April 16, 2021
Leadership Matters Powered by APIC and SmartBrief
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Leadership Strategies
Leaders who learn to balance strength with sensitivity will create organizational stability, writes Laila Tarraf, chief people officer at Allbirds. "Blended leadership asks us to observe our words, behaviors and actions in order to assess where we presently are so we know where we must go," Tarraf writes.
Full Story: SHRM's Executive Network Blog (4/13) 
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Innovations are difficult to get right, in part because the rules and benchmarks are different from regular operations, writes Jesse Nieminen, who offers three steps for innovation-specific thinking. "This is how real leaders and innovators think: they find ways to change the system so that they can get to the result they want," he writes.
Full Story: Viima (4/8) 
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Humble leaders ask open-ended questions such as "What do you need from me?" and "How can we come together on this?" to elicit ideas and solutions from their team, writes former CEO Sabrina Horn. This approach isn't easy, as many CEOs and executives struggle to be vulnerable and prefer a veneer of all-knowing.
Full Story: SmartBrief/Leadership (4/15) 
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Strategies and solutions for clinicians
and health care leaders

The pandemic, a summer of protests against injustice, an increasing focus on social determinants of health and the adoption of value-based care have made addressing health inequity an imperative. Join SmartBrief and a panel of experts from across health care for a virtual roundtable discussion of health equity challenges and solutions.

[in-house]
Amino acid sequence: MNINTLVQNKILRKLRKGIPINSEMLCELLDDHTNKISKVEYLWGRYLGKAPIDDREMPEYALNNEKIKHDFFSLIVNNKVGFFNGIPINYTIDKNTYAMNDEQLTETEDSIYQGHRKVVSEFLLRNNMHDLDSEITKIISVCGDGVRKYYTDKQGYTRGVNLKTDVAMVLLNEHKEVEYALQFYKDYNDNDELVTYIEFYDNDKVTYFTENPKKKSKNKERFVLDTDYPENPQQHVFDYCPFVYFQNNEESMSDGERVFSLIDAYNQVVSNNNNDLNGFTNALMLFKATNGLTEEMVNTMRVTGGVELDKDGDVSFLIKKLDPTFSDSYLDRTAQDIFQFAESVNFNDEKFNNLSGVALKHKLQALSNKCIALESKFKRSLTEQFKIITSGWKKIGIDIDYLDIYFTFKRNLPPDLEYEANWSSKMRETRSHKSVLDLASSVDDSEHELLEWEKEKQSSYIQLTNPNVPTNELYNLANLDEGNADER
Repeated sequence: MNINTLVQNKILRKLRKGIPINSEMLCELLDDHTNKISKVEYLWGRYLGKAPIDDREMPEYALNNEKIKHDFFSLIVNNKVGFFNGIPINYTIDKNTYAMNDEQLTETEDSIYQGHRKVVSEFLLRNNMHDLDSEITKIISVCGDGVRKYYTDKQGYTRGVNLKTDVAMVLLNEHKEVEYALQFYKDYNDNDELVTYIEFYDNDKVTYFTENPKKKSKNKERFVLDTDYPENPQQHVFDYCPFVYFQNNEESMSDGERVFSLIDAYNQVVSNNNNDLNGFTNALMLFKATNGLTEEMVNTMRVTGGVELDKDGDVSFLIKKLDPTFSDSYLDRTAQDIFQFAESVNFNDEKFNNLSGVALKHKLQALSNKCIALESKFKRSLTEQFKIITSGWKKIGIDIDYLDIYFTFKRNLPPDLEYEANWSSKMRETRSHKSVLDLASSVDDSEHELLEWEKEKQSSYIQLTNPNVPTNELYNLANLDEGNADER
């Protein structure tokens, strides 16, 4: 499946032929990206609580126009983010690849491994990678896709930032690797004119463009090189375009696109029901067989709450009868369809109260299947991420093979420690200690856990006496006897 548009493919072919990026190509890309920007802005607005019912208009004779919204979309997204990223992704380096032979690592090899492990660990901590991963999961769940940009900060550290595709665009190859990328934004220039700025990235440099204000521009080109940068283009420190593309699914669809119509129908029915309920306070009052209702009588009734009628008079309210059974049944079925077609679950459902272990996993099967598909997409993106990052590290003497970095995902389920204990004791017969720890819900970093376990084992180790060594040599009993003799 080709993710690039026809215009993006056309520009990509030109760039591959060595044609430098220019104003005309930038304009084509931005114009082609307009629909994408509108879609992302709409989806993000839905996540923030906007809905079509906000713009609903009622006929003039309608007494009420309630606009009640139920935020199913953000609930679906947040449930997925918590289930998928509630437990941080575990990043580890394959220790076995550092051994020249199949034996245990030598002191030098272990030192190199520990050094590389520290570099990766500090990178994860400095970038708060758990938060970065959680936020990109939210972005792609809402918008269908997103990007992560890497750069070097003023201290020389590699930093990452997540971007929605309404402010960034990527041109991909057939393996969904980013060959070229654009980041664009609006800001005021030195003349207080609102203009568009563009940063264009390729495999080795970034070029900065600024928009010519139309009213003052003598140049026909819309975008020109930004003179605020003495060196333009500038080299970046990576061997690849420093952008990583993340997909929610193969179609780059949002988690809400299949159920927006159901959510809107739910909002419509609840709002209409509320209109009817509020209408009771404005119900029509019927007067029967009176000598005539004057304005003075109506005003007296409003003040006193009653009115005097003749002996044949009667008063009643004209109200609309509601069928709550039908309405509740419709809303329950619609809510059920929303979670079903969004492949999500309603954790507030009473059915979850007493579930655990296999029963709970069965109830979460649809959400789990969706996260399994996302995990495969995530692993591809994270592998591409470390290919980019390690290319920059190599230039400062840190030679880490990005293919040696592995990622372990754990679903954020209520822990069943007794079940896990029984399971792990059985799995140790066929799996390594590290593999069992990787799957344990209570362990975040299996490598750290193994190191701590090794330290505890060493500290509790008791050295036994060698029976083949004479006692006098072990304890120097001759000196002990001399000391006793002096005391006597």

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Communication & Teamwork
Leaders need to know that communication isn't one-size-fits-all, and they need to understand how their methods of communication and the platforms they use will affect employees, writes Scott Eblin. "If you don't take a strategic approach to your communications, it's way too easy to get into a reactive mode of always catching up to the curve," he writes.
Full Story: Eblin Group (4/12) 
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One-on-one meetings won't be effective when managers use them to find fault, overlook opportunities to improve or dominate the conversation, writes Dan Rockwell. "Establish a culture where employees control most of the agenda during one-on-ones," he writes.
Full Story: Leadership Freak (4/14) 
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Management Tips
Employers should increase engagement efforts during the pandemic by conducting surveys, setting up focus groups, getting people's feedback via internal social media and interviewing employees individually, human resources leaders say. "Collecting survey data in 'bad' times is actually more or equally as important as [doing so] during 'good' times," says Chris Roederer, senior vice president and chief human resources officer at Tampa General Hospital in Florida.
Full Story: Society for Human Resource Management (tiered subscription model) (4/10)